Thursday, 19 September 2013

Ophius Cordiceps Unilateralis Fungus and its implications for Freedom in the twenty-first century

Like other fungi pathogenic to insects in the Ophiocordyceps genus, O. unilateralis targets a specific host species, the Camponotus leonardi ant. However the fungus may parasitize other closely related species of ants with lesser degrees of host manipulation and reproductive success.[3]
The fungus's spores enter the body of the insect likely through the cuticle by enzymatic activity, where they begin to consume the non-vital soft tissues. Yeast stages of the fungus spread in the ant's body and presumably produce compounds that affect the ant's brain and change its behaviour by currently unknown mechanisms. The insect climbs up the stem of a plant and uses its mandibles to secure itself to a leaf vein, with abnormal force, leaving dumbbell-shaped marks on it. A search through plant fossil databases revealed similar marks on a fossil leaf from the Messel pit which is 48 million years old.[8][9]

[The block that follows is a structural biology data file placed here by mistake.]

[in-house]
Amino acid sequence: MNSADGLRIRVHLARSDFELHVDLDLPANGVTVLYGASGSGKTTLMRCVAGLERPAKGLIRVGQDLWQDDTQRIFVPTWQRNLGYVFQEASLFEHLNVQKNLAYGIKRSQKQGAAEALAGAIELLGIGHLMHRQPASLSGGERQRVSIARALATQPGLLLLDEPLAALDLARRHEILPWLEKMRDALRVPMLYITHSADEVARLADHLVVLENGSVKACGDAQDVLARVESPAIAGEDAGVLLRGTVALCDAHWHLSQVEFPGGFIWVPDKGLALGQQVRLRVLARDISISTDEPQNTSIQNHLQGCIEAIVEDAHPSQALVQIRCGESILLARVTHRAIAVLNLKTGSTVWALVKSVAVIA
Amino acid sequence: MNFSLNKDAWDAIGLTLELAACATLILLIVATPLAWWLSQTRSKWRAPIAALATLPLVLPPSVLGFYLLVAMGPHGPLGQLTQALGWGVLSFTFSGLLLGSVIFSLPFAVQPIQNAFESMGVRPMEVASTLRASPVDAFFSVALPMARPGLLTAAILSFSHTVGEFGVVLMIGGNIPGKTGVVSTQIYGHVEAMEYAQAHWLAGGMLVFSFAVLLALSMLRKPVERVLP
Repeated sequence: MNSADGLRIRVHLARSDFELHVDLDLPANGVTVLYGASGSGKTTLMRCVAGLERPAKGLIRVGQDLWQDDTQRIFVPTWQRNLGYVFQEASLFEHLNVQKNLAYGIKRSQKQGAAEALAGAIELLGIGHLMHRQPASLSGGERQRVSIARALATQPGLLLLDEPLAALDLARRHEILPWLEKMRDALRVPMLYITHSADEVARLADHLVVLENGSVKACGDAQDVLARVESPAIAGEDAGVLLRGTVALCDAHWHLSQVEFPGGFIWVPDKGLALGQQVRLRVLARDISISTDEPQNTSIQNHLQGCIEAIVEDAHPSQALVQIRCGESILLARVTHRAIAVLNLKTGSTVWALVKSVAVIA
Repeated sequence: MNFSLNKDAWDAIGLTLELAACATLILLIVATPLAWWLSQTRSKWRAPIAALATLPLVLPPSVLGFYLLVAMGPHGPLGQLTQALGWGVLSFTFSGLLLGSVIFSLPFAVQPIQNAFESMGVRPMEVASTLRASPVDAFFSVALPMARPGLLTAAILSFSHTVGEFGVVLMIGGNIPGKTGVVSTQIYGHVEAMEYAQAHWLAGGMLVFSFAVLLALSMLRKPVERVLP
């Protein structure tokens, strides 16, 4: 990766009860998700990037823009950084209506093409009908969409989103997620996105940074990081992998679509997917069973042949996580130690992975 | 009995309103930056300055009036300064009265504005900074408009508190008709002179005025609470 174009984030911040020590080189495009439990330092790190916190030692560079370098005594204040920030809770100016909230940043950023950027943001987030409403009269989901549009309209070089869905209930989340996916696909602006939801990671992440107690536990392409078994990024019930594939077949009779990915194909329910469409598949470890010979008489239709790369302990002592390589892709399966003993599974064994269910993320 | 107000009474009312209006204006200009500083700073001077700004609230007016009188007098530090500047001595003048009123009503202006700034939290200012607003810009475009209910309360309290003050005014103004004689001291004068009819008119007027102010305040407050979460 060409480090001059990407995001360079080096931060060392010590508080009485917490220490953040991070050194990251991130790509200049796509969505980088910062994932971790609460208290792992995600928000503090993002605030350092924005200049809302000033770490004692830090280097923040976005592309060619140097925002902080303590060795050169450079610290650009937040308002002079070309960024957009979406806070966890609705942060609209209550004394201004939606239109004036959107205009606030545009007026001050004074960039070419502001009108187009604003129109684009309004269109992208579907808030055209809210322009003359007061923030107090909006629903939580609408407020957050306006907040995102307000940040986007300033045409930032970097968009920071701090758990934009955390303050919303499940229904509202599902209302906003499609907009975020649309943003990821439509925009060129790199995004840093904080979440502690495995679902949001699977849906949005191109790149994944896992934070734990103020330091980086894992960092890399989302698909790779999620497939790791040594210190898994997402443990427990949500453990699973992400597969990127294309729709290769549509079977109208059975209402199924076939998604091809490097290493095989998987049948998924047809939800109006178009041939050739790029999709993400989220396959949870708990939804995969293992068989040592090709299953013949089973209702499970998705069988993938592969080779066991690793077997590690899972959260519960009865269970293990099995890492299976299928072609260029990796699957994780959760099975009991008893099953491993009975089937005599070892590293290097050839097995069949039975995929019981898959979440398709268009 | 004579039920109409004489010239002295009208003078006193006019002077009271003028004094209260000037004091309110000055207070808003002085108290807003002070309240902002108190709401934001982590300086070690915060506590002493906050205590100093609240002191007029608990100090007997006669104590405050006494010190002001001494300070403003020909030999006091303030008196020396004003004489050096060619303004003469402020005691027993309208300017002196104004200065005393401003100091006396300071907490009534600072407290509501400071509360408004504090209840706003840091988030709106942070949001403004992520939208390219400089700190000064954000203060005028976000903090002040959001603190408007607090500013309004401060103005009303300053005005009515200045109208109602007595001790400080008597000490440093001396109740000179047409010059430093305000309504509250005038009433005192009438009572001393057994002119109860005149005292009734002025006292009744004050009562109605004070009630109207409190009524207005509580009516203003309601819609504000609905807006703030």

The fungus then kills the ant, and continues to grow as its hyphae invade more soft tissues and structurally fortify the ant's exoskeleton.[3] More mycelia then sprout out of the ant, and securely anchor it to the plant substrate while secreting antimicrobials to ward off competition.[3] When the fungus is ready to reproduce, its fruiting bodies grow from the ant's head and rupture, releasing the spores. This process takes 4 to 10 days.[3]
The changes in the behavior of the infected ants are very specific, giving rise to the popular term "zombie ants", and tuned for the benefit of the fungus. The ants suffer from convulsions causing them to fall to the ground and preventing them from finding their way back to their canopy.[10] The ants generally clamp to a leaf's vein about 25 cm above the ground, on the northern side of the plant, in an environment with 94-95% humidity and temperatures between 20 and 30 °C. Infections may lead to 20 to 30 dead ants per square metre.[11] "Each time, they are on leaves that are a particular height off the ground and they have bitten into the main vein [of a leaf] before dying".[12] When the dead ants are moved to other places and positions, further vegetative growth and sporulation either fails to occur or results in undersized and abnormal reproductive structures.[13]-